Class Notes (1,100,000)
US (480,000)
FIU (1,000)
CLP (1)
Lecture 1

CLP 4134 Lecture Notes - Lecture 1: Birth Weight, Eugenics, Psychopathology


Department
Clinical Psychology
Course Code
CLP 4134
Professor
Jose Taque
Lecture
1

This preview shows pages 1-2. to view the full 8 pages of the document.
Chapter 1: Introduction to Normal and Abnormal Behavior in Children and Adolescents
Introduction
Research studies in abnormal child psychology seek to:
- Define normal and abnormal behavior for children of different ages, sexes, and
ethnic and cultural backgrounds.
- Identify the cases and correlates of abnormal behavior
- Make predictions about long-term outcomes
- Develop and evaluate methods for treatment and/or prevention
Features that Distinguish Child and Adolescent Disorders
When adults seek services fo hilde, it is ot ofte lea ho has hat pole
Many child and adolescent problems
- Involve a failure to show expected developmental progress
- Are not entirely abnormal
Interventions are often intended to promote further development
Historical Views and Breakthroughs
Ancient Greek/Roman view
- the disabled were a burden scorned, abandoned, or put to death
Before the 18th century
- Children were subjected to harsh treatment and largely ignored
By the end of 18th century
- Interest in abnormal child behavior surfaced
The Emergence of Social Conscience Locke and Itard
John Locke (17th century)
- Believed children should be raised with though and care, not indifference and harsh
treatment
Jean-Marc Itard (19th century)
- Focused on the care, treatment, and taiig of etal defeties
The Emergence of Social Conscience Hollingworth and Rush
Leta Hollingworth
- Distiguished idiiduals ith etal etadatio ieiles’ fo those ith
pshiati disodes luatis
Benjamin Rush
- Claimed that children were incapable of adult-like insanity
o Children with normal cognitive abilities but disturbing behavior suffer from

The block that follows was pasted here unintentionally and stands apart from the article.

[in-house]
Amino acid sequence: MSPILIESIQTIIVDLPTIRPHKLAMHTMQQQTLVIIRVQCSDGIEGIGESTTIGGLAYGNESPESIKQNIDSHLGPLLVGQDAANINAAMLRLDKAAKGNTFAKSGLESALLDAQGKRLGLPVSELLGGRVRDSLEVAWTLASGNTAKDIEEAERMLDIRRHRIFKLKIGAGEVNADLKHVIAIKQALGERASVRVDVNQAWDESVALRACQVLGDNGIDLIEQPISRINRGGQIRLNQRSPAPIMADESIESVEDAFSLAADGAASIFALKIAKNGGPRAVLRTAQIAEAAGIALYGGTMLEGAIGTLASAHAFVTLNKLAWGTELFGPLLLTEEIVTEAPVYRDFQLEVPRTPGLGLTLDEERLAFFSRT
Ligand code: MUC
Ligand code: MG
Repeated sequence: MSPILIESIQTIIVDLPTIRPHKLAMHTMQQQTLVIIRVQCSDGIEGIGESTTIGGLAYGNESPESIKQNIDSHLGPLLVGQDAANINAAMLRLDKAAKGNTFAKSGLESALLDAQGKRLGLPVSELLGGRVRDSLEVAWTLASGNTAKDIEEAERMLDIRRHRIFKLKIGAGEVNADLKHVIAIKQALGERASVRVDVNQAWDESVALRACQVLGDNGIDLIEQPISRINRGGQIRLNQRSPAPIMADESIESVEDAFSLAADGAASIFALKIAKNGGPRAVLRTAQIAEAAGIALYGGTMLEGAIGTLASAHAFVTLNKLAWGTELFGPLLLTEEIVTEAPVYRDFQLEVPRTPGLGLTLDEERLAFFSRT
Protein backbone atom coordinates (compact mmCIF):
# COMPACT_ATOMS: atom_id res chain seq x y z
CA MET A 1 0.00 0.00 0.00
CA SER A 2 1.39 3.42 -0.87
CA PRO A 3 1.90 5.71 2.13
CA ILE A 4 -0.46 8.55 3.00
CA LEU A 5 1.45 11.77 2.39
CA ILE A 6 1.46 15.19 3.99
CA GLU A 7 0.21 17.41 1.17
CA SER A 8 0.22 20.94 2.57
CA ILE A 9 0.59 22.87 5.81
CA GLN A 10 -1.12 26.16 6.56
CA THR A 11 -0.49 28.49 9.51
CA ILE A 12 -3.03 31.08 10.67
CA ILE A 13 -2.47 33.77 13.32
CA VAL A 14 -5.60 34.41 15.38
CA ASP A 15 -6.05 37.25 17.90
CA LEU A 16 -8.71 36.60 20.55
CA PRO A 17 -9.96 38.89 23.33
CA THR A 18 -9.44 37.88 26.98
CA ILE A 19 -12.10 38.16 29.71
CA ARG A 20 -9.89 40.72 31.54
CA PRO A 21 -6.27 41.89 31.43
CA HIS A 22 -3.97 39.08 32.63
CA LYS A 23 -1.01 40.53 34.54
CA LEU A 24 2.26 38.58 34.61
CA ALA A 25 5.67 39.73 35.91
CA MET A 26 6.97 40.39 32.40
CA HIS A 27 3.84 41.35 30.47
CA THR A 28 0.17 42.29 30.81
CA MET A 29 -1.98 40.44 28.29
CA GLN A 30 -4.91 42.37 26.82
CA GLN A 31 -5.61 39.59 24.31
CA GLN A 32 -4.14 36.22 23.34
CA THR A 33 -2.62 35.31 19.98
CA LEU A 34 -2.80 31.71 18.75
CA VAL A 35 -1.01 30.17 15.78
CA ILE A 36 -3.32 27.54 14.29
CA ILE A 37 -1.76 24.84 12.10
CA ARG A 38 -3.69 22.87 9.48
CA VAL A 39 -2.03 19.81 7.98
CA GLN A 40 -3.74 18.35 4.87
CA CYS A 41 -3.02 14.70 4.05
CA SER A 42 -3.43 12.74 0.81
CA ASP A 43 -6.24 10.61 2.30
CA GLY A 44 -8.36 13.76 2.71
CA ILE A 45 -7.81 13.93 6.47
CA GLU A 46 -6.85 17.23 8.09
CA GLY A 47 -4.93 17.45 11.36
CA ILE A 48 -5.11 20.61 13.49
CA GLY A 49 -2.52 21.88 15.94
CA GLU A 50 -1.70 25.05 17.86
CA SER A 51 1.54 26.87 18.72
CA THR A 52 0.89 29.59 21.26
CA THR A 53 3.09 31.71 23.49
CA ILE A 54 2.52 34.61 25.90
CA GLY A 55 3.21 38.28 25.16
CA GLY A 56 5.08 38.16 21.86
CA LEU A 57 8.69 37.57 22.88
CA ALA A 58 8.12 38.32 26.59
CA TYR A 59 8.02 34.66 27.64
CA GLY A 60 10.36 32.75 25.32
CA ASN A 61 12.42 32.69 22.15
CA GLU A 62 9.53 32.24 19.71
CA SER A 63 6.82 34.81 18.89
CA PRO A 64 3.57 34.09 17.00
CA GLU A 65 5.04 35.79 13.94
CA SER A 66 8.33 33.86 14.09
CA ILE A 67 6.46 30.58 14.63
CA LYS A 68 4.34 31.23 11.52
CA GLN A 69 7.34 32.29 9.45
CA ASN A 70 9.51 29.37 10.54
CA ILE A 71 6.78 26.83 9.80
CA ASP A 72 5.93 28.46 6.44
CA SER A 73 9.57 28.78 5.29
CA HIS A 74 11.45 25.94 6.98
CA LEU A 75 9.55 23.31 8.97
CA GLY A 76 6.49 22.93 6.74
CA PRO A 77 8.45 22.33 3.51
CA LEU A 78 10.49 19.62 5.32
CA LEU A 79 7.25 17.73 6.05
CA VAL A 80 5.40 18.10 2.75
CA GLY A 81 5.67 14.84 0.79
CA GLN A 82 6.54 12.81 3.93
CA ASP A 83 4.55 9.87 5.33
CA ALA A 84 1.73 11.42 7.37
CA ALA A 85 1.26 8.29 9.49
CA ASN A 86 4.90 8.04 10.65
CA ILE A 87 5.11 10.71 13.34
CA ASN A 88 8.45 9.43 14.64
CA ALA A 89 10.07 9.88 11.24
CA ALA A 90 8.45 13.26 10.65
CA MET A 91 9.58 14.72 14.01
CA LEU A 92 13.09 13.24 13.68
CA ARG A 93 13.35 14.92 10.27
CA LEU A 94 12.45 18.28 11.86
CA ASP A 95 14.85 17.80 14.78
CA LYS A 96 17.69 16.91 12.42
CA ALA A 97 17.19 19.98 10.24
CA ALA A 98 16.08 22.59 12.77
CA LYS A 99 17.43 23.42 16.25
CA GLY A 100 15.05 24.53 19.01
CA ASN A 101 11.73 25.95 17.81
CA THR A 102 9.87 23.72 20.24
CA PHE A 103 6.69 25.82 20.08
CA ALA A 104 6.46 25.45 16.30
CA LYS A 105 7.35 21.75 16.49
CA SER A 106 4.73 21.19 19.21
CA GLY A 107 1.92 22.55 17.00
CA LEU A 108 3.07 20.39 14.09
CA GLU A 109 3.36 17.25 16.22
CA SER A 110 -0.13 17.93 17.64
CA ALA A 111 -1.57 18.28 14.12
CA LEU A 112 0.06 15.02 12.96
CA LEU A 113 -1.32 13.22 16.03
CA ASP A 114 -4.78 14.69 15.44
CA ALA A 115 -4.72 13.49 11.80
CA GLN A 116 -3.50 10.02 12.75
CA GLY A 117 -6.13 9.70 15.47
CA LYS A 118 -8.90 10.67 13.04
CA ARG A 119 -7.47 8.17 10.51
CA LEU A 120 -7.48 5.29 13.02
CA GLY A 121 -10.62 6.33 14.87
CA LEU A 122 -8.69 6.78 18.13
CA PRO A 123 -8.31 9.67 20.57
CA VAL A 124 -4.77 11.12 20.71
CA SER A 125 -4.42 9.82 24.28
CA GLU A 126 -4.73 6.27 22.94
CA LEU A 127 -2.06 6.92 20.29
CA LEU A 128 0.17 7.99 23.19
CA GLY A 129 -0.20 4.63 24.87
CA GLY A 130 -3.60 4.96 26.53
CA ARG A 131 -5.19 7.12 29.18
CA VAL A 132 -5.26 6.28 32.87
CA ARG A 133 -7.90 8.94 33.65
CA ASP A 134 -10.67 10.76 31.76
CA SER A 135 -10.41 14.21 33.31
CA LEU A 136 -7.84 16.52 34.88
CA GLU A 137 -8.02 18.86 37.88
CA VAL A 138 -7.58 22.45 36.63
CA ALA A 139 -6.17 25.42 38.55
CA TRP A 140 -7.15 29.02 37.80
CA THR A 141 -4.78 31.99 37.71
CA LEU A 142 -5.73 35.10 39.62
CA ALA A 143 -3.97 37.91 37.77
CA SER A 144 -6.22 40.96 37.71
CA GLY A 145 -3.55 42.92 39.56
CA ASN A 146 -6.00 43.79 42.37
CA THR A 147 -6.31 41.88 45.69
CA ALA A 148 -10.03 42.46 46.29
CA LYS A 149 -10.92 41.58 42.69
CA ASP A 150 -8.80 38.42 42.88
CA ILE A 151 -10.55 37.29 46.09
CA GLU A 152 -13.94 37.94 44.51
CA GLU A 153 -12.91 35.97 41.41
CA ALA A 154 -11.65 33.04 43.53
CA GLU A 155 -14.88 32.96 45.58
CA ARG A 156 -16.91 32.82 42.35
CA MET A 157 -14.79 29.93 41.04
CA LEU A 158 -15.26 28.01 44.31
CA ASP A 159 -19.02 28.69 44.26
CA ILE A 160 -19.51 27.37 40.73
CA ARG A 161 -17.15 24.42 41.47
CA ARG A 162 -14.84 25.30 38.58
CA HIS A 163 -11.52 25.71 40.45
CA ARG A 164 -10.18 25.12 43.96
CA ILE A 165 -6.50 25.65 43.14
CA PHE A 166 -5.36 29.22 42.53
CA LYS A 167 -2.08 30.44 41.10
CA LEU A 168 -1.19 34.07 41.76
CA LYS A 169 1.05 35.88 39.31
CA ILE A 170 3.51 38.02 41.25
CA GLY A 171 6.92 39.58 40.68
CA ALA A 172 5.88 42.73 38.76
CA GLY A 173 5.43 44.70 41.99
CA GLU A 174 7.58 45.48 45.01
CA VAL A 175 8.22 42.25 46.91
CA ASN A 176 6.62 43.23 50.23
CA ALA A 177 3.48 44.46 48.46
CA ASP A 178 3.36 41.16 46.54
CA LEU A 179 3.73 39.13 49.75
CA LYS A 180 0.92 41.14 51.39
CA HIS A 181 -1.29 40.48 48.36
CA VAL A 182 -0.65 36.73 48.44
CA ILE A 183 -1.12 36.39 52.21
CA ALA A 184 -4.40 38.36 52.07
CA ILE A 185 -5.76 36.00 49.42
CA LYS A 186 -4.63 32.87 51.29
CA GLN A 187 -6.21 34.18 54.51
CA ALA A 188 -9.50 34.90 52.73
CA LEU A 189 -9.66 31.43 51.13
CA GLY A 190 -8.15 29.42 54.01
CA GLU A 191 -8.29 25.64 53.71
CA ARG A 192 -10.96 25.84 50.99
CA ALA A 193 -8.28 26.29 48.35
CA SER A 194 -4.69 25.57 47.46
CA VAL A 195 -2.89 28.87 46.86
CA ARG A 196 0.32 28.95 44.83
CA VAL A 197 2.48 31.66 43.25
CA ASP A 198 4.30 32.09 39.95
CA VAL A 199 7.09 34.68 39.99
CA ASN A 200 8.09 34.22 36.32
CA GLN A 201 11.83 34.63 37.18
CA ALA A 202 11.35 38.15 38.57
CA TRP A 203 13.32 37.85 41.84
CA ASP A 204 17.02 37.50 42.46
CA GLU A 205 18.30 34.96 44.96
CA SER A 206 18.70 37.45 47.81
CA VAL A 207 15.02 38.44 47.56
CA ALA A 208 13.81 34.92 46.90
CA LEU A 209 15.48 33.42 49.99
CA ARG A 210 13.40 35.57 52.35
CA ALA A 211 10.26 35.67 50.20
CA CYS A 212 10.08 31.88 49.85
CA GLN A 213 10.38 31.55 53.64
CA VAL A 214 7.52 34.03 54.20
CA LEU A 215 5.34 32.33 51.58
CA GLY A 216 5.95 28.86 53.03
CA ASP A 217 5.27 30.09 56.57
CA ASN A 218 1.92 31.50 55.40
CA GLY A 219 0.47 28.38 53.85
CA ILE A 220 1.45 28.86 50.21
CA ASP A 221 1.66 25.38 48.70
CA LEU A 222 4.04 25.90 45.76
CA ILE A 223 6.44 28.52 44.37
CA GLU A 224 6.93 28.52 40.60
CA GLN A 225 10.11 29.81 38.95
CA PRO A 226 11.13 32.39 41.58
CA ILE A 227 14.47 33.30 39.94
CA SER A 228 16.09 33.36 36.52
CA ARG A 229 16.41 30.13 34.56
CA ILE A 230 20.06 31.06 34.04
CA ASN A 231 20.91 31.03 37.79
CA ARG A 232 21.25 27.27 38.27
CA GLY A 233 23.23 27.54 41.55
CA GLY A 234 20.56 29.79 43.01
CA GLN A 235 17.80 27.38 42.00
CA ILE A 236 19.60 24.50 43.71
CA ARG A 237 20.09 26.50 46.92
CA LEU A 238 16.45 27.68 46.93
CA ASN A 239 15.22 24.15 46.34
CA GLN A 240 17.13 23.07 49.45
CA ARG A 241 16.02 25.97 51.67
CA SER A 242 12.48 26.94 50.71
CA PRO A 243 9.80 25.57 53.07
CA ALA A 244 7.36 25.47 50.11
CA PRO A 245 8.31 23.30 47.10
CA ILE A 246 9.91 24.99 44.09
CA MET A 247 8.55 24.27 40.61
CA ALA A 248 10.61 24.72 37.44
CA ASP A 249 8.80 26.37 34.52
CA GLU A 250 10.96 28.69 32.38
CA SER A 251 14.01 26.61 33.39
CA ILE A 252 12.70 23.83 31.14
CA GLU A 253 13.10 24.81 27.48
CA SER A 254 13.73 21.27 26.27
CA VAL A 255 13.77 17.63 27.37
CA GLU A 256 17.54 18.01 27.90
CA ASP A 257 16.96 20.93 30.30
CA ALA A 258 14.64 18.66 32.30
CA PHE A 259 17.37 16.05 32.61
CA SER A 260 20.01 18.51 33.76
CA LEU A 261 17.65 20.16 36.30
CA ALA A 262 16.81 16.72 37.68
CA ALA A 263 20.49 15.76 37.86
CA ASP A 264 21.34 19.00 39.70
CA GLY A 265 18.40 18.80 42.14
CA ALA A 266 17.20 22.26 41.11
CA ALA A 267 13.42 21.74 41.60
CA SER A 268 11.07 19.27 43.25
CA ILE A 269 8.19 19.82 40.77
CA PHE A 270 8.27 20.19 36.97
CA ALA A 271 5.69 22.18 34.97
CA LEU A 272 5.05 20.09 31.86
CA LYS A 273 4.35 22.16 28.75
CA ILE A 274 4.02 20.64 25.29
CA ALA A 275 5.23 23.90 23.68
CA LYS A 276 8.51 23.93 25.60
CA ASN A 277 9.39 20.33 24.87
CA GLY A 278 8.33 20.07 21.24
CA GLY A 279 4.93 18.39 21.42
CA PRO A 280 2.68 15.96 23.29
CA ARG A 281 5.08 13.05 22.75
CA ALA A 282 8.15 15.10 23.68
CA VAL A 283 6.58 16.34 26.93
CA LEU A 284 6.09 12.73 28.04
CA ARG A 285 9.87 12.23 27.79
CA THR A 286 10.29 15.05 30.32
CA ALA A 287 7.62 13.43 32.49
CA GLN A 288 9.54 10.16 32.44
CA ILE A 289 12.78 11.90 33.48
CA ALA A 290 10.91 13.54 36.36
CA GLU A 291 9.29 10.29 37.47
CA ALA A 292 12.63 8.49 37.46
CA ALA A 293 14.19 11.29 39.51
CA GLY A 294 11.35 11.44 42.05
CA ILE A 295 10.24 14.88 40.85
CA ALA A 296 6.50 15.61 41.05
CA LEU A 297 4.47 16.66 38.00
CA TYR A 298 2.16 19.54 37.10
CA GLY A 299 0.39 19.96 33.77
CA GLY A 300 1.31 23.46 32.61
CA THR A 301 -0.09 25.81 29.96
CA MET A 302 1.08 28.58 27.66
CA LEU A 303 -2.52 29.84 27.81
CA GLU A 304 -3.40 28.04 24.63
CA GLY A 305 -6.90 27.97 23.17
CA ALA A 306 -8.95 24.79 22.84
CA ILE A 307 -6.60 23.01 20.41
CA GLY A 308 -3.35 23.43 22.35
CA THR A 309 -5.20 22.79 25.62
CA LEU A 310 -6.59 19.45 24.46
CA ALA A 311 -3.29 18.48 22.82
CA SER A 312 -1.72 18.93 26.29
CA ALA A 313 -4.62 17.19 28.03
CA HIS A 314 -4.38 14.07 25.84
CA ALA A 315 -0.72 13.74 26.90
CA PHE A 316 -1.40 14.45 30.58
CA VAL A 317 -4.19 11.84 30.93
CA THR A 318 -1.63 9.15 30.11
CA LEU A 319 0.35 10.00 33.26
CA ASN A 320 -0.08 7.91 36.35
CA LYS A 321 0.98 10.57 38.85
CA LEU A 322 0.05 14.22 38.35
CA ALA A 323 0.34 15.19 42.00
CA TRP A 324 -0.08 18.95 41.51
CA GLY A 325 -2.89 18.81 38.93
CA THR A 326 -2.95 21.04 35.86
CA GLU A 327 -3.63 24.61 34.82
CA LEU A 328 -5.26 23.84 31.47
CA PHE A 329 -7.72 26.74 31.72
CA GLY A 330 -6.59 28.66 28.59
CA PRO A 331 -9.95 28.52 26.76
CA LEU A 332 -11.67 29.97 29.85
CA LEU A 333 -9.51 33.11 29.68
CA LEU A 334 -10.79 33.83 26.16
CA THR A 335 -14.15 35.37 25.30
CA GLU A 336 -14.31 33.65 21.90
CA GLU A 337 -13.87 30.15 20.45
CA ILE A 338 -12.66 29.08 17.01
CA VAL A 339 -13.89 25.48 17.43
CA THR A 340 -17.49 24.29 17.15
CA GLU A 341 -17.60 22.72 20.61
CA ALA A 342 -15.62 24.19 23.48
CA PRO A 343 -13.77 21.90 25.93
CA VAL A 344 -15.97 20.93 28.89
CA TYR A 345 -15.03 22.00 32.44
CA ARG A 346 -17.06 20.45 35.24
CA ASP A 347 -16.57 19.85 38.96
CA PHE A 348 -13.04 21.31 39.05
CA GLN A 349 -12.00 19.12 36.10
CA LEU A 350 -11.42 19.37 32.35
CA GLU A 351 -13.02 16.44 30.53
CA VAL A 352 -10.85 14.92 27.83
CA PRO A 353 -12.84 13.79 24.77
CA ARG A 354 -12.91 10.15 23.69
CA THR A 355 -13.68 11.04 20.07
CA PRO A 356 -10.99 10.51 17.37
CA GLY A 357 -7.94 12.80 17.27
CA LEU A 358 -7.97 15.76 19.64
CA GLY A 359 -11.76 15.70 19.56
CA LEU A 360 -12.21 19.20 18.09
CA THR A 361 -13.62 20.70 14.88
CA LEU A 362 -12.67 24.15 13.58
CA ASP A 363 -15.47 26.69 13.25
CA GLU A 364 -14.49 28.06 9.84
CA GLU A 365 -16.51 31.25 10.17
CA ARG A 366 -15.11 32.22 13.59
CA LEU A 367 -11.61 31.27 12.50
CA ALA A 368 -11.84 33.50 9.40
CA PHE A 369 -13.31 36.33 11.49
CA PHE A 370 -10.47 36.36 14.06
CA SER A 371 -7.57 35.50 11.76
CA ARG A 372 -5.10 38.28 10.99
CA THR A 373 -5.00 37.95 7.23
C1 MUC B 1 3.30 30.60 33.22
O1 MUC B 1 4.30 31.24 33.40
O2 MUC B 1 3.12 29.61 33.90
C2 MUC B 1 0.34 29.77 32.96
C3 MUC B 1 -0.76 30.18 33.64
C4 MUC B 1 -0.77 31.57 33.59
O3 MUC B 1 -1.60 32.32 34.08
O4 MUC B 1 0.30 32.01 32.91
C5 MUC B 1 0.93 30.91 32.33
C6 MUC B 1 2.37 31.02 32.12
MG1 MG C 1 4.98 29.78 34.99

Moal isait
Early Biological Attributes
Late 19th century: mental illnesses were viewed as biological problems
- This was thwarted by the prevailing bias that the individual was at fault for deviant
or abnormal behavior
Cliffod Bees’ effots led to detetio ad iteetio
find more resources at oneclass.com
find more resources at oneclass.com

Only pages 1-2 are available for preview. Some parts have been intentionally blurred.

Early Biological Attributes Eugenics and Sterilization
Early 20th century: society reverted to a belief that disorders could not be influenced by
treatment or learning
- There was a return to custodial care and punishment of behaviors
Metal disodes ieed as diseases led to fea of otaiatio
- Eugenics (sterilization) and segregation (institutionalization) were implemented
Early Psychological Attributes Psychoanalytic Theory
Linked mental disorders to childhood experiences and surroundings
- Focused on the interaction of developmental and situational processes
Purported that mental disorders can be helped with proper environment or therapy
Retains a role as a model for abnormal child psychology
Early Psychological Attributes Behaviorism
Laid the foundation for evidence-based treatments
Key studies
- Palo’s eseah o lassial oditioig
- Watso’s studies o the eliiatio of hilde’s feas ad the theo of eotios
o Famous study: Little Albert
Evolving Forms of Treatment Psychodynamic Approaches